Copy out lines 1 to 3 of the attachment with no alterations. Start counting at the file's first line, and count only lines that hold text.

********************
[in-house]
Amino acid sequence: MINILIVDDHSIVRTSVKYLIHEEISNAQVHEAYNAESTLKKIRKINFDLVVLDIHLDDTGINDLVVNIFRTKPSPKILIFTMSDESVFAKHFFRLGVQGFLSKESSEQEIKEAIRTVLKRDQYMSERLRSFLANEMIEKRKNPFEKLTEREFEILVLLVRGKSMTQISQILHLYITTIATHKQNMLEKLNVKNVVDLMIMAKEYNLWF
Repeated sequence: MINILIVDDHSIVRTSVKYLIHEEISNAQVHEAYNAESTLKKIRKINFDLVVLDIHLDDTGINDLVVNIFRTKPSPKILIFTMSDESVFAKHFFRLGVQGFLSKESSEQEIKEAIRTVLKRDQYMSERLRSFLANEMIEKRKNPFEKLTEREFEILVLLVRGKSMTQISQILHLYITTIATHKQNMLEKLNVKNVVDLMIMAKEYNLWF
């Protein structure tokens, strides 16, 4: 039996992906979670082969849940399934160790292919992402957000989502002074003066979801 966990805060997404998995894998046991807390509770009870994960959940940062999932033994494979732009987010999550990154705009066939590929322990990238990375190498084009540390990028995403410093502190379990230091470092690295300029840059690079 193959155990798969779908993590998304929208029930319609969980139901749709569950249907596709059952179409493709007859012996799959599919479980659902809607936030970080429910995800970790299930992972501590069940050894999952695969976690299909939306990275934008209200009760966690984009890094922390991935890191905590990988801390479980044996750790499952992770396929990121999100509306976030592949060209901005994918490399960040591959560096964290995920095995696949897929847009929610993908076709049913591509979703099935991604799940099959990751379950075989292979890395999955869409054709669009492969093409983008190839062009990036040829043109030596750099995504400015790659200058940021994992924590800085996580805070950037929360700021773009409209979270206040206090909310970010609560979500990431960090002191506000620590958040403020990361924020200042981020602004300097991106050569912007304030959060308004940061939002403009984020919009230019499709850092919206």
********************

[in-house]
Amino acid sequence: MINILIVDDHSIVRTSVKYLIHEEISNAQVHEAYNAESTLKKIRKINFDLVVLDIHLDDTGINDLVVNIFRTKPSPKILIFTMSDESVFAKHFFRLGVQGFLSKESSEQEIKEAIRTVLKRDQYMSERLRSFLANEMIEKRKNPFEKLTEREFEILVLLVRGKSMTQISQILHLYITTIATHKQNMLEKLNVKNVVDLMIMAKEYNLWF
Repeated sequence: MINILIVDDHSIVRTSVKYLIHEEISNAQVHEAYNAESTLKKIRKINFDLVVLDIHLDDTGINDLVVNIFRTKPSPKILIFTMSDESVFAKHFFRLGVQGFLSKESSEQEIKEAIRTVLKRDQYMSERLRSFLANEMIEKRKNPFEKLTEREFEILVLLVRGKSMTQISQILHLYITTIATHKQNMLEKLNVKNVVDLMIMAKEYNLWF